The Government are not complacent about the position and we shall continue to work with the private sector to promote exports.

Photo of Michael Clapham Michael Clapham Labour, Barnsley West and Penistone

My right hon. Friend will be aware that at present around one third of exports come from companies that have settled in Britain as a result of inward investment and employ roughly about 18 per cent. of the work force. There is evidence that during the past 18 years the Tory Administration failed to nurture indigenous industry. Therefore, will she consider what mechanisms might be introduced to transfer technology from universities to British companies so as to strengthen British indigenous industry?

Photo of Margaret Beckett Margaret Beckett The Secretary of State for Business, Innovation and Skills

My hon. Friend is entirely right that Britain has a tremendous potential competitive advantage in the creativity and innovation of the British people and in the work that is done in our universities and other research establishments. We continue—partly by promoting the foresight programme and partly by other means—to work with those in such establishments to build better links between them and British companies. We fully realise that Britain's future competitive advantage lies in creativity and innovation rather than in the sweatshop mentality of the Conservative party.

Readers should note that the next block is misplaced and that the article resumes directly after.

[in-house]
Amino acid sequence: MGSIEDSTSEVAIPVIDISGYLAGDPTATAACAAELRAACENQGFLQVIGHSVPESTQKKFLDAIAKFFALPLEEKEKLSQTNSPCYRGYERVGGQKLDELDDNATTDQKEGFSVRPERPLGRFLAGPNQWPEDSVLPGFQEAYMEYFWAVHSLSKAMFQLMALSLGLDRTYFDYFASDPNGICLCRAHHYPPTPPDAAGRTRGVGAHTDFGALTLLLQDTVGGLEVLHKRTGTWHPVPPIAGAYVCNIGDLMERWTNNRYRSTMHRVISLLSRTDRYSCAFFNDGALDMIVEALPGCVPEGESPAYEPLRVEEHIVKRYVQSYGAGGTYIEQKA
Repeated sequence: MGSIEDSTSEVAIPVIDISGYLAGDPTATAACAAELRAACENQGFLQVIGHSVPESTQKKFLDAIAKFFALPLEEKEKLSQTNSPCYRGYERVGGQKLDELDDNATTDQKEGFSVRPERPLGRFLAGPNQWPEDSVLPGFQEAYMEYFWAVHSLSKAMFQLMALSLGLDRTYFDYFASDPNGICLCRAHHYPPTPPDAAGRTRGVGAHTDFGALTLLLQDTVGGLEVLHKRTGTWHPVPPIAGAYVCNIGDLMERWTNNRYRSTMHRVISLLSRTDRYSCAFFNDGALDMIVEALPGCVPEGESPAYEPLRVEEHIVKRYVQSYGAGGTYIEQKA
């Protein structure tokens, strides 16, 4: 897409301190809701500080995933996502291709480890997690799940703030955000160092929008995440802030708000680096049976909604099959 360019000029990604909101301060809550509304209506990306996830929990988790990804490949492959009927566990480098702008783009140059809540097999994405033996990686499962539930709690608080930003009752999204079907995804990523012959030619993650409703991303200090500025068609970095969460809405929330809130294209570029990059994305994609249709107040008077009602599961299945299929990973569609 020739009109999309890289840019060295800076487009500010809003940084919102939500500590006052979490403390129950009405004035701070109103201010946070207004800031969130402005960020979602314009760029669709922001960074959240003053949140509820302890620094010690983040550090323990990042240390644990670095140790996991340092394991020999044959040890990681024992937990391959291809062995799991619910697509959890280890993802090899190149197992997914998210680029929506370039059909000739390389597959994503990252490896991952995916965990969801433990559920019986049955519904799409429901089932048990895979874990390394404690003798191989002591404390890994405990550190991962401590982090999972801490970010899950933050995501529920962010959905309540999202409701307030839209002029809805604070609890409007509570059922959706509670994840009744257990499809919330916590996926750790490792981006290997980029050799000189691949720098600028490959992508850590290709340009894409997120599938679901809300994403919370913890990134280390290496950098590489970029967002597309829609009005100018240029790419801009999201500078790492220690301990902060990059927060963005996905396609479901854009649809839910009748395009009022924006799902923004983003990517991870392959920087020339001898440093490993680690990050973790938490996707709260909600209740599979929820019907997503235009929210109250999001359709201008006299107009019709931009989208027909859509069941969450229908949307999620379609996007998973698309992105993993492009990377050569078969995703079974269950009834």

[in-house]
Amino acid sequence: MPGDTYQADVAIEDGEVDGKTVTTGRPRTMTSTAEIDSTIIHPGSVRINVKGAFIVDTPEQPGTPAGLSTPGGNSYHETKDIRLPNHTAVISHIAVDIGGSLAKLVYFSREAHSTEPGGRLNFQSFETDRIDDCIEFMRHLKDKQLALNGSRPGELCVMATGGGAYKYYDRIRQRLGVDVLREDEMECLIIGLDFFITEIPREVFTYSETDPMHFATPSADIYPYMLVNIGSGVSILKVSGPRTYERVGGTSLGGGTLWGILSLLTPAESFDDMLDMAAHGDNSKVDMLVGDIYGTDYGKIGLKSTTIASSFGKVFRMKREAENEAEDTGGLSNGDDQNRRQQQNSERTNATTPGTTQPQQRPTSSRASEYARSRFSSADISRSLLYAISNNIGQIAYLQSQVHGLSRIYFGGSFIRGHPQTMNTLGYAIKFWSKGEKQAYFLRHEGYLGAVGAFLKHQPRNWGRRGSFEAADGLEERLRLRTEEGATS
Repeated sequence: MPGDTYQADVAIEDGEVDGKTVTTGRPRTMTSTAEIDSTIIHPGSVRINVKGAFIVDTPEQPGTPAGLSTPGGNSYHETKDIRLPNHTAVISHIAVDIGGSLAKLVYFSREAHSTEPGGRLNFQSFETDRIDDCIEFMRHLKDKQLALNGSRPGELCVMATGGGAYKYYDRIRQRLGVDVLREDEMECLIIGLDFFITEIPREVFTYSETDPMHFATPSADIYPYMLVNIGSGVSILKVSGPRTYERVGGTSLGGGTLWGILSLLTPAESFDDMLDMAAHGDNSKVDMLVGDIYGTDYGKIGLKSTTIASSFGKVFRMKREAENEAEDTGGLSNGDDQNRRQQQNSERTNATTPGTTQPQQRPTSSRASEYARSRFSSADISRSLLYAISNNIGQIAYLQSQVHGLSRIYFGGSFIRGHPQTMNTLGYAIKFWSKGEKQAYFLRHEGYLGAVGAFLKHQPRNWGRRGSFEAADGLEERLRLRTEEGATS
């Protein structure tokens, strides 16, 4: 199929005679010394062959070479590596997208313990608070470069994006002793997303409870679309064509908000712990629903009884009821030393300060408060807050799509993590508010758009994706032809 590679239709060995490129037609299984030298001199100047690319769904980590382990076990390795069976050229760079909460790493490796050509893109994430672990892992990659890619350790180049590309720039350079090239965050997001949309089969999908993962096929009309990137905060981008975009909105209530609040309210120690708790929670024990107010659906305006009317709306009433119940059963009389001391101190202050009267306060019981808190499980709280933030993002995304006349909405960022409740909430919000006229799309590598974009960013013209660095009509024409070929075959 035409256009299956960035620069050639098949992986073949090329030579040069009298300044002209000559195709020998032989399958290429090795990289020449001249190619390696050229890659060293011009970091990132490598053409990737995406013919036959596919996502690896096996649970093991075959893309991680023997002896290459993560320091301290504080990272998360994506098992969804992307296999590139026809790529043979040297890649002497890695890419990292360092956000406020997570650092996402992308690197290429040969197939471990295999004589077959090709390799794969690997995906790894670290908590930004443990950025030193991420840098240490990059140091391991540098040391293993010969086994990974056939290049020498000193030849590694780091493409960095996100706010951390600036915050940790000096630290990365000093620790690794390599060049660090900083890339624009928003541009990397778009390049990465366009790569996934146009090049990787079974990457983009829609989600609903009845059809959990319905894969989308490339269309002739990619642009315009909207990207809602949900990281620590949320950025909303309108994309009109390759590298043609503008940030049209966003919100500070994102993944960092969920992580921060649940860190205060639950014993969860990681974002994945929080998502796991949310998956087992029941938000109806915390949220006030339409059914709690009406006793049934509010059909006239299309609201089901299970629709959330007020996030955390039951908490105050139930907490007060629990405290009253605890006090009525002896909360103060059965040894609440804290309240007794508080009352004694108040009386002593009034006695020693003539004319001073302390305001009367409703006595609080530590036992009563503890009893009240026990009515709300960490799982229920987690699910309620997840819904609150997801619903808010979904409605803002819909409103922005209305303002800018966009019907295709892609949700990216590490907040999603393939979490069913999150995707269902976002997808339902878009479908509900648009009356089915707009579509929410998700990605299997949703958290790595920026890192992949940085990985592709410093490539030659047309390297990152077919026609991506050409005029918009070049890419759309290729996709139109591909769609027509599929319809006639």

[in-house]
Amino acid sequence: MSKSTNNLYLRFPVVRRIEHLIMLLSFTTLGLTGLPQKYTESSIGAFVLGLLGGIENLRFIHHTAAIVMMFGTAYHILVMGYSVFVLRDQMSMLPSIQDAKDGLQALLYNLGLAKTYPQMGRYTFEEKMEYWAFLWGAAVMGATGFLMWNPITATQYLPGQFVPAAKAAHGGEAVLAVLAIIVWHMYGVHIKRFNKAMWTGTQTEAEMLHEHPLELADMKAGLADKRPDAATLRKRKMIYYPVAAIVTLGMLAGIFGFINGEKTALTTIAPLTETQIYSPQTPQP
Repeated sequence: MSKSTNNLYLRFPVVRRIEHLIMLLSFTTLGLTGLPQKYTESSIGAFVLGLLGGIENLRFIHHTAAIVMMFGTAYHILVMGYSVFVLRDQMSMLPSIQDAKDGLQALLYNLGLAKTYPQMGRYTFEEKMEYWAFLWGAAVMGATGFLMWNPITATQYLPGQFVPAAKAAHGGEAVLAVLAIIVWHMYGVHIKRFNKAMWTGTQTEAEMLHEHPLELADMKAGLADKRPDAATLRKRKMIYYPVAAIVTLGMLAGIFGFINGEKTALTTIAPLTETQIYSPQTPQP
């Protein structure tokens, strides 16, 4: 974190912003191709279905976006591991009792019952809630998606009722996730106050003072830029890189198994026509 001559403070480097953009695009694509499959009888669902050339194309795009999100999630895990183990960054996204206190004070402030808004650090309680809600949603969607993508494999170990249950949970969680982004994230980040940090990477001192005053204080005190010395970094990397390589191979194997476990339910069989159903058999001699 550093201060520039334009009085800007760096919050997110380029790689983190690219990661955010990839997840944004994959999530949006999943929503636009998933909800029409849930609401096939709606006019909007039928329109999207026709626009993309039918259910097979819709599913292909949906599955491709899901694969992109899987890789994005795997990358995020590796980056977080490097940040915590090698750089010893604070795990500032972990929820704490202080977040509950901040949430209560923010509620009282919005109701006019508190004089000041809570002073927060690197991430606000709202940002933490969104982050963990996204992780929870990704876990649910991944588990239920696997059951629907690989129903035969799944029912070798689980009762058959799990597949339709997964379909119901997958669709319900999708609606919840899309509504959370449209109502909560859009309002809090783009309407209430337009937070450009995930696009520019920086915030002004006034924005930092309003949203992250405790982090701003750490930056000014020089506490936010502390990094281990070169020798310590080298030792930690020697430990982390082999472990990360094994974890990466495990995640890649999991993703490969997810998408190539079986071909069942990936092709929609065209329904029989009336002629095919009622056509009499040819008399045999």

Photo of John Redwood John Redwood Shadow Secretary of State for Trade and Industry